Fire officials discussed improvements in technology, courtroom testimony, industry trends and more this week during the 37th annual East Texas Arson Investigators Association conference in Longview.
Gregg County Fire Marshal Mark Moore said the conference has been in Longview since it was established.
“The purpose of the conference is to help the investigators get their continuing education hours as a requirement for the Texas Commission on Fire Protection and the Texas Commission on Law Enforcement,” Moore said.
Most fire marshals are dually certified, Moore said. Marshall Fire Department Fire Chief and Arson Investigator Reggie Cooper is president, and Moore is vice president of the association.
More than 80 investigators participated in the conference at the Hilton Garden Inn Tuesday through Thursday, coming from departments in East Texas and as far as the Dallas-Fort Worth area. East Texas Arson Investigators Association members are made up of professional fire/arson investigators, insurance investigators and private investigators. The group aims to provide resources, information, community and support.
Cooper said education and keeping up to date is key for investigators as well as efforts to educate the public.
“It also brings us up to date on the newer technology that is in fire investigation,” he added. “It’s ever evolving. We reach out to different experts in different fields when it comes to mapping, fire dynamics, testimonies in a courtroom, these kinds of things.”
Fire marshals and arson investigators work closely with district attorneys’ offices, prosecutors and law enforcement through the course of an investigation.
“I always tell people, if you want to get into this business, the fire investigation is just a small portion of it,” Moore said. “The real nuts and bolts of the whole driving the investigation is the documentation that you have to do to help with prosecution.”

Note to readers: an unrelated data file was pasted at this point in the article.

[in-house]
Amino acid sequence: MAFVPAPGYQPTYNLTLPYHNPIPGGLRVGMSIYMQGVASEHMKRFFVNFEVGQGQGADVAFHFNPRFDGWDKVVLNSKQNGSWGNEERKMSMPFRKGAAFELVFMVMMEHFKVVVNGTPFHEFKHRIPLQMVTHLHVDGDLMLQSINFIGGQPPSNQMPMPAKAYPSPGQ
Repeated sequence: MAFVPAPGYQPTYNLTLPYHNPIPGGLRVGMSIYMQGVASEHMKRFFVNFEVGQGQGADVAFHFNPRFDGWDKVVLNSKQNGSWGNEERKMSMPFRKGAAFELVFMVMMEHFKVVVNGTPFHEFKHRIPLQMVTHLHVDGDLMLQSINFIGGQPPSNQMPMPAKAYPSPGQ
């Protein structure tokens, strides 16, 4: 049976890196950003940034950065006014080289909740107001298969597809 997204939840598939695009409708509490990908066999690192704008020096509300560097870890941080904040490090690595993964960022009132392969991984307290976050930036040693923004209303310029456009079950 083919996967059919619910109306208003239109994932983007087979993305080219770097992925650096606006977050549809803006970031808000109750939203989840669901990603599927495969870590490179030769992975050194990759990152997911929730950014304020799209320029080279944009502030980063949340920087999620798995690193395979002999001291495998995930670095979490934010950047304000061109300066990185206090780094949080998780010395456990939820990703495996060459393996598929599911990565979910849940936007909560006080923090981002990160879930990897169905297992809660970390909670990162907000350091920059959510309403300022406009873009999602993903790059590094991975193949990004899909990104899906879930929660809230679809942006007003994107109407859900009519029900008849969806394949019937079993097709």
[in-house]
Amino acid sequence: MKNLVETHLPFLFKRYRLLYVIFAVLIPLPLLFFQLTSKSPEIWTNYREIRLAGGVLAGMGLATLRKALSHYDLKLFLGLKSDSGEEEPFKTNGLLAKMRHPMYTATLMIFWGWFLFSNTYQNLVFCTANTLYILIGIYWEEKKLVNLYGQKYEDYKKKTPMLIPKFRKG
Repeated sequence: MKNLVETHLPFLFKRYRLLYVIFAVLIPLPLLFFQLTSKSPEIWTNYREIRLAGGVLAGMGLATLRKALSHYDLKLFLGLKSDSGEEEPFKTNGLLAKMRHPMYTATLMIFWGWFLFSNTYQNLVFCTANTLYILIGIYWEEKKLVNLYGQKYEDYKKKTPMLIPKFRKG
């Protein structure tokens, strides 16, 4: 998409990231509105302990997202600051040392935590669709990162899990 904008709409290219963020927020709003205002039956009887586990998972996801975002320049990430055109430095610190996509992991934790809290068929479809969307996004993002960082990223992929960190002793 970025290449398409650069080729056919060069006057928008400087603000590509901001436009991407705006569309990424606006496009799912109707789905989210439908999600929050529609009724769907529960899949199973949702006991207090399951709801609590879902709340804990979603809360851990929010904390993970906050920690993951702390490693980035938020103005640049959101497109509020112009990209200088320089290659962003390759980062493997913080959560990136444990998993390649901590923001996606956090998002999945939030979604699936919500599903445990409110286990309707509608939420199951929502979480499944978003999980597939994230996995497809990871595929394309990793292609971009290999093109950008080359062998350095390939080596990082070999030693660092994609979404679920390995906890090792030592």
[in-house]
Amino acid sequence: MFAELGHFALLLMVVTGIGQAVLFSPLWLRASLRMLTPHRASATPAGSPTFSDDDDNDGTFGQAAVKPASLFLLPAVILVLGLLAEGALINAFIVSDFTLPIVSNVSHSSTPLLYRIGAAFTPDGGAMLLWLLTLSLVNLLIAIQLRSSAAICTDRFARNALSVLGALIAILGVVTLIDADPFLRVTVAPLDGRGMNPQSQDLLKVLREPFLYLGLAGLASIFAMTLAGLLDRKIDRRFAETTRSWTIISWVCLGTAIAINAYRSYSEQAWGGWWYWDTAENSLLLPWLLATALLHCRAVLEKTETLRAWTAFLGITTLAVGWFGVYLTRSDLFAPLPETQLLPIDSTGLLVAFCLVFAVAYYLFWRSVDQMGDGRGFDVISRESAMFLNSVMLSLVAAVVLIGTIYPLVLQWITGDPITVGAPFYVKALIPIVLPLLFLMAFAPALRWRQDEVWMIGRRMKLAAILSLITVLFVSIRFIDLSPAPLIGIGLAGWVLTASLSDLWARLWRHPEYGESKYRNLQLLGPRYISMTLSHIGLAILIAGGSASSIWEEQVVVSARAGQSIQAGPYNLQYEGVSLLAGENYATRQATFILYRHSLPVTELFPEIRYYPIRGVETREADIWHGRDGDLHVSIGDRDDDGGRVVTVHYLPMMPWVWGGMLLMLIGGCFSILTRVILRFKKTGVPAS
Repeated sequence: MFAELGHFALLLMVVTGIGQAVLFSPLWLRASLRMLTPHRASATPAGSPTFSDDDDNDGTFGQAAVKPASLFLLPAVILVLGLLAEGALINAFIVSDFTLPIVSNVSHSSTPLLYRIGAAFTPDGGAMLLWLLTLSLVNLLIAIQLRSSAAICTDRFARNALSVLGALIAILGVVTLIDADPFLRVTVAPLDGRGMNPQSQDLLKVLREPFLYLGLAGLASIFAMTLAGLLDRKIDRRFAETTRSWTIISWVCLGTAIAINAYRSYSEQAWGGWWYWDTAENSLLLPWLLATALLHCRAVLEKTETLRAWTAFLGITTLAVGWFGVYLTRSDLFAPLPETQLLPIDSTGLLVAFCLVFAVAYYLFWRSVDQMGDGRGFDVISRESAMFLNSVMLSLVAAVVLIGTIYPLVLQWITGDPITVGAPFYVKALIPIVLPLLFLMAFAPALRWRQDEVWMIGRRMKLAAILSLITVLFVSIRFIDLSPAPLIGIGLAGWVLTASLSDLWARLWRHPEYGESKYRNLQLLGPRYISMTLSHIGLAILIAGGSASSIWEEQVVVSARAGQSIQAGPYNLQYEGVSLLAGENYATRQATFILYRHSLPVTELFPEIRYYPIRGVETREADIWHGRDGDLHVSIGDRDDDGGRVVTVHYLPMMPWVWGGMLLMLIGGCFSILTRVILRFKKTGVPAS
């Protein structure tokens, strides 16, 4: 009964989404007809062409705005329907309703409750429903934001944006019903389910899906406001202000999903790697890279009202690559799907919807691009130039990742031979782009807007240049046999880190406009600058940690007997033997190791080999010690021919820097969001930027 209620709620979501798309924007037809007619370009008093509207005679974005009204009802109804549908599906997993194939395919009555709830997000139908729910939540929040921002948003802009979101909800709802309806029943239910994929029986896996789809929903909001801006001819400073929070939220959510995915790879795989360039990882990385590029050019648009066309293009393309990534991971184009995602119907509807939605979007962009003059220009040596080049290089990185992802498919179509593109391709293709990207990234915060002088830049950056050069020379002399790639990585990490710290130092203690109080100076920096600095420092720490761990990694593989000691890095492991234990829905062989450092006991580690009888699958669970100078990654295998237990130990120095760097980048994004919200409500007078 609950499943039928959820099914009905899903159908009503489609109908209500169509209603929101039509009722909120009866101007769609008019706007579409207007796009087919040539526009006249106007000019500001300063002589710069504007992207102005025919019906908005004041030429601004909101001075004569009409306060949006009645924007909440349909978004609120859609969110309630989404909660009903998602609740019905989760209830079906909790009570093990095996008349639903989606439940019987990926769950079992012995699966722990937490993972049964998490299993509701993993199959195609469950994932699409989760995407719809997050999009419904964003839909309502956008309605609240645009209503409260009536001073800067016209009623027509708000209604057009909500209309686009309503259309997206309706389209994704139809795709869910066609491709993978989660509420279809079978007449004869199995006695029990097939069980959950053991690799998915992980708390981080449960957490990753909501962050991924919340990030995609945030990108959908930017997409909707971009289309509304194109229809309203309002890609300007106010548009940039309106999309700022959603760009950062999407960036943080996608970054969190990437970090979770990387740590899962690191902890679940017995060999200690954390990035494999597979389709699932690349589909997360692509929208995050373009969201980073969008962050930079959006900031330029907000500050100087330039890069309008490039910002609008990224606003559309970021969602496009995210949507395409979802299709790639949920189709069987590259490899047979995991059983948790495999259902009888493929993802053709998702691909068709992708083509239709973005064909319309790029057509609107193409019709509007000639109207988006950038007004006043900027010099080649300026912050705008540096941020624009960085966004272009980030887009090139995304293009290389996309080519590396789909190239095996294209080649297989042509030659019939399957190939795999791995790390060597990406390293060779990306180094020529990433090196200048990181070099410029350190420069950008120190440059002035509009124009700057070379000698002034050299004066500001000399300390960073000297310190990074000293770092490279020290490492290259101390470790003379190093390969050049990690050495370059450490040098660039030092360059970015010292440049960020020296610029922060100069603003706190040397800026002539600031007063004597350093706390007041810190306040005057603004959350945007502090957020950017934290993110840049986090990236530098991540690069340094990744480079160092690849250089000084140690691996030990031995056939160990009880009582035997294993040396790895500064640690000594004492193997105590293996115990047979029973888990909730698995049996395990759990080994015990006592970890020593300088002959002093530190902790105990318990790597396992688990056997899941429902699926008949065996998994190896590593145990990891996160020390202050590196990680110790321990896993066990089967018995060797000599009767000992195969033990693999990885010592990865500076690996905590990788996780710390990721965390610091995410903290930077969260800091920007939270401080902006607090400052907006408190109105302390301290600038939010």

“Everything has to be proven,” Cooper said, adding that learning how to properly keep documentation and processes is important because it can be used in court.
Moore and Cooper said fire investigations have evolved greatly and improved significantly since 9/11. The focus of investigations is on scientific methodology.
“Meticulous steps have to be taken,” Cooper said. “In the old days, people would say, ‘This guy did it.’ Well, how do you know? We got 20 years’ experience, and I just know he did it. People went to prison on that. That’s not right. People falsely went to prison on that sometimes. A lot of people don’t realize what all goes into our investigation.”
Moore said it is common for arsons to increase when violent crime increases as it is a violent crime. Financial hardships can also increase arson cases, Cooper said.
Fire marshals, along with arson investigators, blend fire service work with law enforcement, according to Cooper.
“We have to protect our citizens,” he said. “What people might not understand is we are connected in more ways than one. When we put together this conference, we invite DAs’ offices, prosecutors, federal counterparts, insurance people and we work in conjunction with one another.”
Cooper said it is important for the public to know how closely departments support each other. He explained that even a small volunteer department with one investigator is able to rely on surrounding departments and agencies when needed.
Moore used Tuesday’s White Oak oil truck and pump fire as an example. About 11 departments and agencies responded to help.
“We pulled in resources from the whole Gregg County area,” Moore said.
Much like the fire service in general, East Texas is in need of more investigators to fill in spots left by retirees.
“If you look around this room right here, there’s more gray hair or no hair,” Moore said, gesturing to Cooper.
“When it comes in, it’s gray,” Cooper said, laughing.
Moore said he spent about 20 years working on the fire suppression or firefighters side of the industry before becoming an investigator.
“This is something that I have always wanted to do,” Moore said. “Right now, the shortage of personnel for fire suppression side directly affects our investigations side.”
Moore and Cooper are passionate about helping equip local investigators with the knowledge and resources they need as well as recruit young people into service.
“God made us all for different purposes and we’re purposed to do the things that we do,” Cooper said. “We’ve got to continue to spark the passion for new generations to come.”